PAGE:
As others have often noted, such a lawsuit runs up against the hardest standard for libel cases - New York Times v. Sullivan. Basically, if a "public figure" (which Mann essentially admits he is in paragraph 14) sues a "media defendant" (which fits most or all of the defendants here), he can't recover a penny of damages unless he proves "actual malice" - that is, he's got to prove that the person who made the statements knew they were false, or acted with "reckless disregard" as to their falsity. (The latter was important in the original case, because at least one statement printed by the Times actually was false.) Naturally, in reading the complaint, I was interested to see how Mann was going to argue that.
The answer is found in paragraph 21:
Following the publication of the CRU emails, Penn State, the University of East Anglia...and five governmental agencies...have conducted separate and independent investigations into the allegations of scientific misconduct against Dr. Mann and his colleagues. Every one of these investigations has reached the same conclusion: there is no basis to any of the allegations of scientific misconduct or manipulation of data.Paragraph 30 goes on to say that "well-respected journalists," the pop-science magazine Discover, and (drumroll) the Union of Concerned Scientists all said nasty things about Steyn, NRO, and CEI "in the wake of these attacks."
Now, as it happens, Mann attaches the offending articles from CEI and NRO. And both these articles explain briefly why they don't agree with the "independent" investigations exonerating Mann. The CEI article includes links to the sources for their belief, and Steyn makes a pretty obvious reference to the "Mike's nature trick" Climategate email.
So there you have it. If the government conducts a bunch of investigations, and you don't believe them, and you don't believe left-wing advocacy groups and an editorial in a pop-sci magazine, according to Mann you've got "actual malice." Believe the government - or get sued and pay damages. The Green left has wandered into strange territory indeed!
A few other thoughts from me. In exhibit C (NRO's response to Mann's original threat), Rich Lowry comments that discover in this case may discomfit Mann considerably. That may well be true. Truth is a defense to libel claims, so any evidence that shows Mann is a "data manipulator" is relevant, and he can be made to disgorge it.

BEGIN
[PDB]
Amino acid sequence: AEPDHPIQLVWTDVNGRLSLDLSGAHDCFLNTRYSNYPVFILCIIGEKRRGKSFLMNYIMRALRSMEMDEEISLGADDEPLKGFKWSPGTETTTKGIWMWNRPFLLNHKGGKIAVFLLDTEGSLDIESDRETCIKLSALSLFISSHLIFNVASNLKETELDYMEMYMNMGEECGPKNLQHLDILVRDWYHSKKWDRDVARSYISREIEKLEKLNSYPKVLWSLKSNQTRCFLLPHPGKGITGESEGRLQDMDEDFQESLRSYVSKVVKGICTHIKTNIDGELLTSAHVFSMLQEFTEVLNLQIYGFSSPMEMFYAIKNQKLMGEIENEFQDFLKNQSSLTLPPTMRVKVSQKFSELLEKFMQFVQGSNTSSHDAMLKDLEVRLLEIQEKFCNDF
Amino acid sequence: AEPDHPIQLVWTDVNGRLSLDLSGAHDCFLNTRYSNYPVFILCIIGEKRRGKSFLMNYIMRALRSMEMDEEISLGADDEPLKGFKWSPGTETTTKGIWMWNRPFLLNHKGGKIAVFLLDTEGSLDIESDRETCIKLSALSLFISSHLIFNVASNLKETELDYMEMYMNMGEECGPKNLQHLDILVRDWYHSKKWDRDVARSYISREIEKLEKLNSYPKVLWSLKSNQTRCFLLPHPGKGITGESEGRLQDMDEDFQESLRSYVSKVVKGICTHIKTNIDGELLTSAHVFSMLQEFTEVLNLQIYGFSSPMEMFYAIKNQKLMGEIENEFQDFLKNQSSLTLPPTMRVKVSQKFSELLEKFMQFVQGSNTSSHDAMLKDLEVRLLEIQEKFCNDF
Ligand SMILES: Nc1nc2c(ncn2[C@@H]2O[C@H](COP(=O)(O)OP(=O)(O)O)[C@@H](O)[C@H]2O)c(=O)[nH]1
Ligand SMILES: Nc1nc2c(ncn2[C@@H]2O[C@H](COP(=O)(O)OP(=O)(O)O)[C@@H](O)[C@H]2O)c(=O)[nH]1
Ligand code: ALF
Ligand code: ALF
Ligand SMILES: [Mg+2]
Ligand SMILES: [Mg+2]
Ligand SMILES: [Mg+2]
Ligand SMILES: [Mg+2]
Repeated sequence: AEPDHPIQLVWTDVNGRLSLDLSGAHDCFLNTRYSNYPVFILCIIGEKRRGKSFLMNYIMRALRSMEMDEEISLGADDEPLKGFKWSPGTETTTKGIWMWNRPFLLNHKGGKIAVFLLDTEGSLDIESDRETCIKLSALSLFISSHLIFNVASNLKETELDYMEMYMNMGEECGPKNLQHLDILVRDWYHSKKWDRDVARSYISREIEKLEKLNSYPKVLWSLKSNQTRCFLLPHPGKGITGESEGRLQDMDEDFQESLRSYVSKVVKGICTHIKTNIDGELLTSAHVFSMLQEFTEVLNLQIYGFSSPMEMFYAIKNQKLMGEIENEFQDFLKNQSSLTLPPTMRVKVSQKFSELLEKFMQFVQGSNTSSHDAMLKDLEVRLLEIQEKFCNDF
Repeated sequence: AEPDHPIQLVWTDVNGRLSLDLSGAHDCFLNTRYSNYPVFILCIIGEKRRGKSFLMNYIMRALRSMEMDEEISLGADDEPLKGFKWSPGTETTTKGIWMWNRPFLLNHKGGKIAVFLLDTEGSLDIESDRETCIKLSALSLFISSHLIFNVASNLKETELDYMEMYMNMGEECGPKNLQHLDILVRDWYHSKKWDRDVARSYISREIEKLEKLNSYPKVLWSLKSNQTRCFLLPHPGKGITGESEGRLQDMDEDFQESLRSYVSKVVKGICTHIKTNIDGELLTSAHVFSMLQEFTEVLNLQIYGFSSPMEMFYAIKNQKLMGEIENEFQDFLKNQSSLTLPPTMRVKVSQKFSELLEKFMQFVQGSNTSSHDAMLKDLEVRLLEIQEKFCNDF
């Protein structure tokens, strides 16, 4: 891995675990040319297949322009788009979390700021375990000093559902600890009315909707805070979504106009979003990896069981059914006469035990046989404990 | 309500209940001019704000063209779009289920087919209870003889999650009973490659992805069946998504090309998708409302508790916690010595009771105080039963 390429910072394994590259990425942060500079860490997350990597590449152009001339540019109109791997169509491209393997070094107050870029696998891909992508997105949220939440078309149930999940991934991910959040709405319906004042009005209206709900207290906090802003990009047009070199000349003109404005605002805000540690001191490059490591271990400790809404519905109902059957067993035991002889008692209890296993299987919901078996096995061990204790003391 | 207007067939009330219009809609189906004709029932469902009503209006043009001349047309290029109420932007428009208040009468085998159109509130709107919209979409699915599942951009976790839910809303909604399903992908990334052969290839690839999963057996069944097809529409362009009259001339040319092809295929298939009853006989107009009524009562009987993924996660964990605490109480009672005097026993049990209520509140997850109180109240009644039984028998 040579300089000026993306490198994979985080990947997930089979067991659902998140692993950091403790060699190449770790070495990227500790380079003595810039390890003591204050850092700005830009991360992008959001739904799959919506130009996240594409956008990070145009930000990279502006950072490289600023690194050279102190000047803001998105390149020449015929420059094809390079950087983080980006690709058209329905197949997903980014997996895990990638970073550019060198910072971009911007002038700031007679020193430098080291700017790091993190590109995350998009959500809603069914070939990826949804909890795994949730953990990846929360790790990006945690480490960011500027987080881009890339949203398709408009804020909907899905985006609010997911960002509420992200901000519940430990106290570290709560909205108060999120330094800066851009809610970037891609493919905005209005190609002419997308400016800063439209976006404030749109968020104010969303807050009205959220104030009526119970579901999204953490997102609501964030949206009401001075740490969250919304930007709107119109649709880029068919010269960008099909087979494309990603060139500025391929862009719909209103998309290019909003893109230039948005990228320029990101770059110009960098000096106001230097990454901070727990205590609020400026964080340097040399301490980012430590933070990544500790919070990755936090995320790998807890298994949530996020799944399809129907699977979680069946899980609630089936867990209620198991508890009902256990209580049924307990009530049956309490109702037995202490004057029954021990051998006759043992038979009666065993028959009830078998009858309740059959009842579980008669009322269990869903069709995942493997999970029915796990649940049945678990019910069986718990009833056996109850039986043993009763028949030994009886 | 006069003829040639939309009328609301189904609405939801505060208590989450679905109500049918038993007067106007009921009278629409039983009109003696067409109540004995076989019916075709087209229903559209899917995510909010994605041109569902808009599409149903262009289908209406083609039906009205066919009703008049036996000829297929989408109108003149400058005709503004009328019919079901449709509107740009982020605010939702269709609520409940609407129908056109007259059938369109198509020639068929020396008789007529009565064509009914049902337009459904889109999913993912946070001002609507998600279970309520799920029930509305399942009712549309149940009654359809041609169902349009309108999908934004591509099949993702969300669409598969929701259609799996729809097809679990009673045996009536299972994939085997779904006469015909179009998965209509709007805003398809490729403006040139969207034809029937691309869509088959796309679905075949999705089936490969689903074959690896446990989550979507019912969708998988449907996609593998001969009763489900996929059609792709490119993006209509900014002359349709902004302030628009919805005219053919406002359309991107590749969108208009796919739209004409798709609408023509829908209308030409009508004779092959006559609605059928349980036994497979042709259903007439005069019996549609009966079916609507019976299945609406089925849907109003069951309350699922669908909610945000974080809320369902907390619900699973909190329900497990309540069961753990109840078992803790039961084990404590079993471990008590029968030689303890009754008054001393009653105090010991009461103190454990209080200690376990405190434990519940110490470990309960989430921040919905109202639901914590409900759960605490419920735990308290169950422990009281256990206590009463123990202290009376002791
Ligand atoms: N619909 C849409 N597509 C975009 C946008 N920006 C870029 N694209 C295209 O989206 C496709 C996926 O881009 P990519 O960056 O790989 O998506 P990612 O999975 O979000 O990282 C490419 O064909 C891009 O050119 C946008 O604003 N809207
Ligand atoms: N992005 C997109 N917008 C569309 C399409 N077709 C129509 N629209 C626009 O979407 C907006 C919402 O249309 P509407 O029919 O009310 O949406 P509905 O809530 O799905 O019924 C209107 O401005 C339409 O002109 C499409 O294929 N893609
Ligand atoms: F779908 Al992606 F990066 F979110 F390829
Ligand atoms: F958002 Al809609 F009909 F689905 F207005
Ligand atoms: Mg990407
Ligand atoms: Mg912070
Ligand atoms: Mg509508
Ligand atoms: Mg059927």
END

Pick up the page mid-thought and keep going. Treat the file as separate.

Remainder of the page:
But the defendants should still try to have this complaint dismissed before discovery begins. The complaint itself and the attached documents, it seems to me, make a good case for that - a complaint has got to state facts which, if true, entitle the plaintiff to relief. "He had actual malice" is a legal conclusion, not a fact; "the government did investigaitons and said I'm innocent" is a fact, but in light of the attachments is a "so-what?" fact. If they can't get it dismissed, they should above all things try to win on summary judgment - show the judge that Mann has no evidence to prove Steyn disbelieved (or didn't care about the truth of) what he was writing - and not be tempted by courtroom glory, that serpent's eye that charms only to destroy.
Experience has taught me to be against using trials for spectacles. If you're suing someone, you're there to get the money. If you're getting sued, you're there to not have to pay. If you're facing possible criminal charges - you're there to avoid the punishment, or as much of it as you can. You are not there to tell the world about something - there are many forums for that. If discovery turns up the kind of data that Mann is wont to refuse, well and good, but that should never become the purpose of defending the lawsuit. Litigation, civil and criminal, goes its own strange ways, and does strange things to people - shrinks them if they are not careful.
The same goes for the discovery process. It occurs to me that Mann may be playing a slightly deeper game here. To be sure, the defendants can demand documents, e-mails, etc. from him to show he manipulated data; but he can insist the defendants themselves submit to depositions. Now, really, all Steyn has to say is "I read this book and I chased links at this website and I believed them over the government" - and if Mann doesn't have proof to the contrary, he is (or ought to be) hosed.
But maybe his lawyer's planning to grill Steyn at deposition (rather than trial) on his lack of science background, to make the deposition testimony itself embarrassing ("So, you didn't graduate college? - So, you're not a statistician? - So, you just believe these guys over those? - Because they fit your ideology...?") - and leak it publicly, to make him look foolish. I haven't had to deal with the issue of whether that's forbidden in civil litigation, but I have a hard time believing a deposition from this case would stay secret if it had polemically useful material.